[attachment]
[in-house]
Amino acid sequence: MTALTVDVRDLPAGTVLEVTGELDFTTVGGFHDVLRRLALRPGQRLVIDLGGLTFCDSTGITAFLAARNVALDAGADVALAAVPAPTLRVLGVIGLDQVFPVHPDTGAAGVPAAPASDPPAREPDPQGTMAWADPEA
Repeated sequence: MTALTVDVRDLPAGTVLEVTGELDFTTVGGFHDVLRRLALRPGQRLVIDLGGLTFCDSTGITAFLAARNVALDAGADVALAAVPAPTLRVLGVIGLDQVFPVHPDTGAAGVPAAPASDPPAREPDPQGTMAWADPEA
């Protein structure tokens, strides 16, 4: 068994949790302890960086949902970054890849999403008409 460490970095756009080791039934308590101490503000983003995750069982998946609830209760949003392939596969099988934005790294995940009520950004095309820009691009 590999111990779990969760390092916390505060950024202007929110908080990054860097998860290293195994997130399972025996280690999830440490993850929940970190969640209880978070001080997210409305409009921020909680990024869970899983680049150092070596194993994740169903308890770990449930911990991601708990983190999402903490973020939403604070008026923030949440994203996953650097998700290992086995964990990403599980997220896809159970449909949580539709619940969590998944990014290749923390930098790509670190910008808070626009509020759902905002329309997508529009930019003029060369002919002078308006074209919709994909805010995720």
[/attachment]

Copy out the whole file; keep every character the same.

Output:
[in-house]
Amino acid sequence: MTALTVDVRDLPAGTVLEVTGELDFTTVGGFHDVLRRLALRPGQRLVIDLGGLTFCDSTGITAFLAARNVALDAGADVALAAVPAPTLRVLGVIGLDQVFPVHPDTGAAGVPAAPASDPPAREPDPQGTMAWADPEA
Repeated sequence: MTALTVDVRDLPAGTVLEVTGELDFTTVGGFHDVLRRLALRPGQRLVIDLGGLTFCDSTGITAFLAARNVALDAGADVALAAVPAPTLRVLGVIGLDQVFPVHPDTGAAGVPAAPASDPPAREPDPQGTMAWADPEA
């Protein structure tokens, strides 16, 4: 068994949790302890960086949902970054890849999403008409 460490970095756009080791039934308590101490503000983003995750069982998946609830209760949003392939596969099988934005790294995940009520950004095309820009691009 590999111990779990969760390092916390505060950024202007929110908080990054860097998860290293195994997130399972025996280690999830440490993850929940970190969640209880978070001080997210409305409009921020909680990024869970899983680049150092070596194993994740169903308890770990449930911990991601708990983190999402903490973020939403604070008026923030949440994203996953650097998700290992086995964990990403599980997220896809159970449909949580539709619940969590998944990014290749923390930098790509670190910008808070626009509020759902905002329309997508529009930019003029060369002919002078308006074209919709994909805010995720």